Live at Birdland (John Coltrane album)

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Live at Birdland
Coltrane Live at Birdland.jpg
Studio album / Live album by
ReleasedJanuary 9, 1964 (1964-01-09)[1][2]
RecordedOctober 8, 1963 (#1-3)
March 6, 1963 (#6, CD only)
November 18, 1963 (#4-5)
VenueBirdland, New York City (#1-3)
StudioVan Gelder (Englewood Cliffs) (#4-5)
GenreJazz, post-bop
Length38:54 original LP
43:35 CD reissue
LabelImpulse! A-50
ProducerBob Thiele
John Coltrane chronology
John Coltrane and Johnny Hartman
Live at Birdland
Coltrane's Sound

Live at Birdland (stylized on the cover as Coltrane live at Birdland) is an album by jazz saxophonist John Coltrane featuring both live and in-studio components, originally released on January 9, 1964, on the Impulse! label.[1][2][3] Similarly to Impressions, despite the album's title, only three of its tracks were actually recorded live at the Birdland club; the remainder are studio recordings. Among them is "Alabama", a tribute to four black children killed in the 16th Street Baptist Church bombing, a terrorist attack in Birmingham, Alabama perpetrated by white supremacists.

The album's original pressing accidentally included a false start–– this was corrected in later copies, but restored in CD editions. The album also features a live recording of "I Want to Talk About You", a song Coltrane had recorded on his 1958 album Soultrane, this time with an extended cadenza.

Professional ratings
Review scores
The Penguin Guide to Jazz[5]
Record Mirror[6]
The Rolling Stone Jazz Record Guide[7]


Scott Yanow's five-star AllMusic review calls the recording "[a]rguably John Coltrane's finest all-around album".[4] A review in All About Jazz states: "Coltrane Live at Birdland showcases 'The Great Quartet' in excellent form: Elvin banging and cursin', McCoy a steady force maintaining the form, Jimmy Garrison pacing the beat and Coltrane stretching out into space filling the void... A definite collectors' item."[8] Reviewer C. Michael Bailey wrote: "If the listener wishes to hear the master in transition, look no further than Coltrane Live at Birdland."[3] LeRoi Jones wrote: "There is a daringly human quality to John Coltrane's music that makes itself felt, wherever he records. If you can hear, this music will make you think of a lot of weird and wonderful things. You might even become one of them."[9] In 2017, Pitchfork ranked the album as the 128th best of the 1960s.[10]

Regarding the track "Alabama", Ben Ratliff wrote: "It is a striking piece of music. If anyone wants to begin to understand how Coltrane could inspire so much awe so quickly, the reason is probably inside 'Alabama.' The incantational tumult he could raise in a long improvisation, the steel-trap knowledge of harmony, the writing—that's all very impressive. But 'Alabama' is also an accurate psychological portrait of a time, a complicated mood that nobody else could render so well."[11]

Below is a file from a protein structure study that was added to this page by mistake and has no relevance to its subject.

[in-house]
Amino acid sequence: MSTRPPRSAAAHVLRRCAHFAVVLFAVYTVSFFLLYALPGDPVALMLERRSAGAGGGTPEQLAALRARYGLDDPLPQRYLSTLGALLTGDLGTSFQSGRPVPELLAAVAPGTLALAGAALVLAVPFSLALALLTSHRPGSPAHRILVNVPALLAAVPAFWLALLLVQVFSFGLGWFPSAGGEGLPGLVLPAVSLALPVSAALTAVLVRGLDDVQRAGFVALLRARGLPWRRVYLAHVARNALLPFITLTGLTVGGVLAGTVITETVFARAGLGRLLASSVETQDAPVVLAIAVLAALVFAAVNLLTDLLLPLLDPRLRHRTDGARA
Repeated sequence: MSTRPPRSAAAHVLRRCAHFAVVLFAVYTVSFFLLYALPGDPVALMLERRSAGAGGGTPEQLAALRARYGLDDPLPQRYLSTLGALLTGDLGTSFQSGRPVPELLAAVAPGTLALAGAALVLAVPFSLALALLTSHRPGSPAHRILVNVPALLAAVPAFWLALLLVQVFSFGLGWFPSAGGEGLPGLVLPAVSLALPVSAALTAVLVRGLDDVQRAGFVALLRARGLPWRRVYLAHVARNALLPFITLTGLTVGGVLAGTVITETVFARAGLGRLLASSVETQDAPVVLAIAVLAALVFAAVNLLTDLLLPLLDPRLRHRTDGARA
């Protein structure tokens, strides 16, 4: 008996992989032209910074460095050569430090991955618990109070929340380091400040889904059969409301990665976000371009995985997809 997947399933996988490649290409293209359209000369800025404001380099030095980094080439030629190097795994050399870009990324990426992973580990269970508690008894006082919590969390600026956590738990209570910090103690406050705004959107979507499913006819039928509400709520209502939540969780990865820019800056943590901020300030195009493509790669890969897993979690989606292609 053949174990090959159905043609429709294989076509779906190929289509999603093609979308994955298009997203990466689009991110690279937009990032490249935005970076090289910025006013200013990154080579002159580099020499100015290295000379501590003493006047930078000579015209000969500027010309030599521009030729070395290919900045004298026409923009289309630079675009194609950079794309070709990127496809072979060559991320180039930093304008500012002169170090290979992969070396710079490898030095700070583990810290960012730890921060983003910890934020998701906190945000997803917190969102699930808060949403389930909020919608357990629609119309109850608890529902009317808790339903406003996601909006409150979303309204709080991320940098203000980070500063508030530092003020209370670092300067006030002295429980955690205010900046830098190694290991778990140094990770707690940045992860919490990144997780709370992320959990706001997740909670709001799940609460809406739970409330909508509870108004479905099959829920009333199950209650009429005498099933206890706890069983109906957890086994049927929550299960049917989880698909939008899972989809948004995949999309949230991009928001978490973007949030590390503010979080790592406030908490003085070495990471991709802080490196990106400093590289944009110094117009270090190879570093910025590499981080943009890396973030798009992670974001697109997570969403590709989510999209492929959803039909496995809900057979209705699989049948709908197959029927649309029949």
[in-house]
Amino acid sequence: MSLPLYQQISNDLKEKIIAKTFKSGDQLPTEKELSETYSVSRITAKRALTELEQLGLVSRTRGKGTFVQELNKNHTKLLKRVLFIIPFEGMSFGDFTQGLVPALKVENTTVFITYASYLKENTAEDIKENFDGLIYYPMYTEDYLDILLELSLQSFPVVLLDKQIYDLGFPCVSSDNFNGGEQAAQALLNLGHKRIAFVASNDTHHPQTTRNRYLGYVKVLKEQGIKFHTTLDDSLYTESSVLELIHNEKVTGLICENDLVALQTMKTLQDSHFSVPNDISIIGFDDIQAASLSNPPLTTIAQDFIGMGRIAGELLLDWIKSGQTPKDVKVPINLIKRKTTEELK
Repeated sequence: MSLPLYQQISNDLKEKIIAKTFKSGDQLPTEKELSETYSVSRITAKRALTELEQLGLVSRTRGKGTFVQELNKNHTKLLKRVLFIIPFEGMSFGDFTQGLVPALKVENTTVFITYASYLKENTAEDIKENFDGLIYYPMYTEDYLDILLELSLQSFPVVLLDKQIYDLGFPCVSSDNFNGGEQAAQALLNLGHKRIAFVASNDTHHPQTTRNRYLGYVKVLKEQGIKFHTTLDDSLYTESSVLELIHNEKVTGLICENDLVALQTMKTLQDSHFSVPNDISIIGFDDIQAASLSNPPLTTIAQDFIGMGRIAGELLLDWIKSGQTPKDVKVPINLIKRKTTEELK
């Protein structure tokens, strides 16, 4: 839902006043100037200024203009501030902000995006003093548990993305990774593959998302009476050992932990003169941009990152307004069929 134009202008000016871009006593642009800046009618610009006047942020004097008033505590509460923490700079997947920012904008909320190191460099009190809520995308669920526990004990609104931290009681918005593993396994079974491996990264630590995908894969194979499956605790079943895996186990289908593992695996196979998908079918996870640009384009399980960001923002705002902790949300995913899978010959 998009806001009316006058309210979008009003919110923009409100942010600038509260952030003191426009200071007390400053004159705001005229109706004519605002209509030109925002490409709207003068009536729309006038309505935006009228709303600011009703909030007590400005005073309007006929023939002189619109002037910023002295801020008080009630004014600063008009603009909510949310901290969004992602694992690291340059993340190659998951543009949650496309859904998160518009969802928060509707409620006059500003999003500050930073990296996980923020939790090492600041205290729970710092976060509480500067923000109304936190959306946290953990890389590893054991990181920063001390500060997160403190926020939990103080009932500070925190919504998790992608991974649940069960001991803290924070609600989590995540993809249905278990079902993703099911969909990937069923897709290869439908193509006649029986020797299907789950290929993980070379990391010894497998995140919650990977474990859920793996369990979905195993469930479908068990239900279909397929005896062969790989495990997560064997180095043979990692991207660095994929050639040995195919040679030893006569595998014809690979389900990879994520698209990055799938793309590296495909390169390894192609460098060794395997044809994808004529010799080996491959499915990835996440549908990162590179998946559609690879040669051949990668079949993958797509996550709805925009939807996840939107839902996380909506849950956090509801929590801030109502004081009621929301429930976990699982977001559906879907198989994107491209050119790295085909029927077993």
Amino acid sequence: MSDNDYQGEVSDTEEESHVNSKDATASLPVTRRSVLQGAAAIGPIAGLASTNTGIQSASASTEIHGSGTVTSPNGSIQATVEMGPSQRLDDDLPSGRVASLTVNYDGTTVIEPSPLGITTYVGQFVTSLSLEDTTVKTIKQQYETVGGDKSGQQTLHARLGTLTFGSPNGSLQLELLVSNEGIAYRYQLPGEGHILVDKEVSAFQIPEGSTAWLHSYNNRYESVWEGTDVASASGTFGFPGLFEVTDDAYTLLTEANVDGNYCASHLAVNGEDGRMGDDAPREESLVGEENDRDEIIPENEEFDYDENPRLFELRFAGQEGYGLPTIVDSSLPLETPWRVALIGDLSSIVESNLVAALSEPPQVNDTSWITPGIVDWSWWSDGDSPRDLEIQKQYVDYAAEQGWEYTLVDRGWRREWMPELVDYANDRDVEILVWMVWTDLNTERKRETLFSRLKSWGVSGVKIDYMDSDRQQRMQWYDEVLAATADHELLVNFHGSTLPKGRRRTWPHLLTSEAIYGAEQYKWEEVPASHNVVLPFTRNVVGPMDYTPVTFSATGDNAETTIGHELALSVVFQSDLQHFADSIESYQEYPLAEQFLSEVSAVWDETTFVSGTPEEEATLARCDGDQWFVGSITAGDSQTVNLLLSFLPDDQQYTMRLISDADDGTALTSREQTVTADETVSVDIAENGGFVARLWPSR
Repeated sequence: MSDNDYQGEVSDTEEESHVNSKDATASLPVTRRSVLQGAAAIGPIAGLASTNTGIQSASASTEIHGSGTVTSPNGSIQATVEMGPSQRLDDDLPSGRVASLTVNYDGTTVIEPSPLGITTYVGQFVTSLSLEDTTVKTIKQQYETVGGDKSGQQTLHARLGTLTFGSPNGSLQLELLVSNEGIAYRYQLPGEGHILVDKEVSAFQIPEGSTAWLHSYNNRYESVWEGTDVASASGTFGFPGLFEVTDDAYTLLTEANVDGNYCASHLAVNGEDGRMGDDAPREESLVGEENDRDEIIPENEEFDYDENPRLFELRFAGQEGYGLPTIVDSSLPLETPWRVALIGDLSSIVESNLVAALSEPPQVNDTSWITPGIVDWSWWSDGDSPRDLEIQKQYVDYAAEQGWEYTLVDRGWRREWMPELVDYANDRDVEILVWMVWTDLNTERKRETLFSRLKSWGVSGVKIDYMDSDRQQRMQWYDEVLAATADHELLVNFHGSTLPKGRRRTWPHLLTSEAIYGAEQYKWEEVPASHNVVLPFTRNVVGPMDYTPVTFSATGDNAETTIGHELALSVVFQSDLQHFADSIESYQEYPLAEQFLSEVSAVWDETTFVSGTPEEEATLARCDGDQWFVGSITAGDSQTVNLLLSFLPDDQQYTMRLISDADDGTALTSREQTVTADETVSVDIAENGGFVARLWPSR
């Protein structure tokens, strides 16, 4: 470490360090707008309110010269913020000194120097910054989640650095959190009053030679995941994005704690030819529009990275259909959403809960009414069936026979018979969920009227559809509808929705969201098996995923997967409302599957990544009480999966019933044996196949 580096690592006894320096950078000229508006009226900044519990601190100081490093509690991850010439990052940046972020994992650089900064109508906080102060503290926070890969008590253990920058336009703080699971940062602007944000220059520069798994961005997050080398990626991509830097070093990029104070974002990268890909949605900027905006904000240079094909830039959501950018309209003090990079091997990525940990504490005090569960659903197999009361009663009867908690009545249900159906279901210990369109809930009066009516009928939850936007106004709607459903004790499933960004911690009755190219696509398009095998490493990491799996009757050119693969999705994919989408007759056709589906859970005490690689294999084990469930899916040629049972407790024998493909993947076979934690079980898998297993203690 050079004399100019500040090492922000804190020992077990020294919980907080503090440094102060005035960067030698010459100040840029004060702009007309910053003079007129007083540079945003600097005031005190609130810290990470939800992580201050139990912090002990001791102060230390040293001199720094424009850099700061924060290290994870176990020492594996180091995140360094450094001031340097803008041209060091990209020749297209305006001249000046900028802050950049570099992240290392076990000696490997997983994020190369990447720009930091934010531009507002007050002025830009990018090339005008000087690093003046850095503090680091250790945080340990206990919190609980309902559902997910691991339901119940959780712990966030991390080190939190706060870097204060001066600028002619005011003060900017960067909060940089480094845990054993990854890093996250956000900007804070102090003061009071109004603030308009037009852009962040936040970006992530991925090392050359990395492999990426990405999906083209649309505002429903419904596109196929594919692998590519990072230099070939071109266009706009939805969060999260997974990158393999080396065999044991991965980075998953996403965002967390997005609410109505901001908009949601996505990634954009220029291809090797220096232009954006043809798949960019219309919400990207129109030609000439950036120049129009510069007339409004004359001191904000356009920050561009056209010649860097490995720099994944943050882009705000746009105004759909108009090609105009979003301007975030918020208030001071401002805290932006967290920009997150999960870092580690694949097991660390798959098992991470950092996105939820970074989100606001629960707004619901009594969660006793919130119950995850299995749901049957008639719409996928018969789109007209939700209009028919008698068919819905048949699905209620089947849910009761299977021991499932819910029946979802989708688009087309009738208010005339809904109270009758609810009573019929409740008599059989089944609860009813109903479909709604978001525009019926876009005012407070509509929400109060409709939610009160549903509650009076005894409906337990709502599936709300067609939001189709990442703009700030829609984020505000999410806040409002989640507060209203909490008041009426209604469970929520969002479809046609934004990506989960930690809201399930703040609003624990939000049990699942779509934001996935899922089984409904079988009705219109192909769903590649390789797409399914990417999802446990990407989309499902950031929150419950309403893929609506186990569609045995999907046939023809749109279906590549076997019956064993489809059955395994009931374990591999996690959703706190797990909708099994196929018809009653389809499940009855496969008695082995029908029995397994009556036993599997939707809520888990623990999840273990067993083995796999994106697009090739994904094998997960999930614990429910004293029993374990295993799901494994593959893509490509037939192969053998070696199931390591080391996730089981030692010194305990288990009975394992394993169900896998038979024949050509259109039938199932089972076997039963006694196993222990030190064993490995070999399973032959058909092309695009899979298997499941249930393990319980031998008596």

Track listing[edit]

All songs written by John Coltrane except as indicated

  1. "Afro Blue" (Mongo Santamaria) – 10:50
  2. "I Want to Talk About You" (Billy Eckstine) – 8:11
  3. "The Promise" – 8:10
  4. "Alabama" – 5:09
  5. "Your Lady" – 6:39
Compact Disc bonus track
  1. "Vilia" – 4:36

"Vilia" is the main melodic statement to the Franz Lehár piece "Vivias", set to a swing feel and chord changes. This track was first released on a 1965 compilation by Impulse![12]



  1. ^ a b DeVito, Chris; Fujioka, Yasuhiro; Schmaler, Wolf; Wild, David (2013). Porter, Lewis (ed.). The John Coltrane Reference. New York/Abingdon: Routledge. p. 689. ISBN 9780415634632. Retrieved 2 January 2020.
  2. ^ a b Editorial Staff, Cash Box (January 18, 1964). "ABC-Par's 33 New Albums Is a Record-setting Issue" (PDF). Cash Box. New York: The Cash Box Publishing Co. p. 9. Retrieved 2 March 2020.
  3. ^ a b Bailey, C. Michael. "John Coltrane: Live At Birdland". All About Jazz. Archived from the original on 6 August 2015. Retrieved 30 May 2019.
  4. ^ a b Yanow, Scott. "John Coltrane Live at Birdland". AllMusic. Retrieved October 1, 2020.
  5. ^ Cook, Richard; Morton, Brian (2008). The Penguin Guide to Jazz Recordings (9th ed.). Penguin. p. 289. ISBN 978-0-141-03401-0.
  6. ^ "John Coltrane: Live At Birdland" (PDF). Record Mirror. No. 176. 25 July 1964. p. 9. Archived from the original (PDF) on 1 April 2022. Retrieved 15 August 2022.
  7. ^ Swenson, J., ed. (1985). The Rolling Stone Jazz Record Guide. USA: Random House/Rolling Stone. p. 47. ISBN 0-394-72643-X.
  8. ^ AAJ Staff (June 1, 1997). "John Coltrane: Coltrane Live at Birdland". All About Jazz. Retrieved October 1, 2020.
  9. ^ Jones, LeRoi (2010). Black Music. Akashi Classics. p. 66.
  10. ^ "The 200 Best Albums of the 1960s: 140-121". Pitchfork. 22 August 2017. Archived from the original on 22 August 2017. Retrieved 24 March 2023.
  11. ^ Ratliff, Ben (2007). Coltrane: The Story of a Sound. Farrar, Straus and Giroux. p. 86.
  12. ^ "The Definitive Jazz Scene Volume 3 (1965, Vinyl)". Discogs.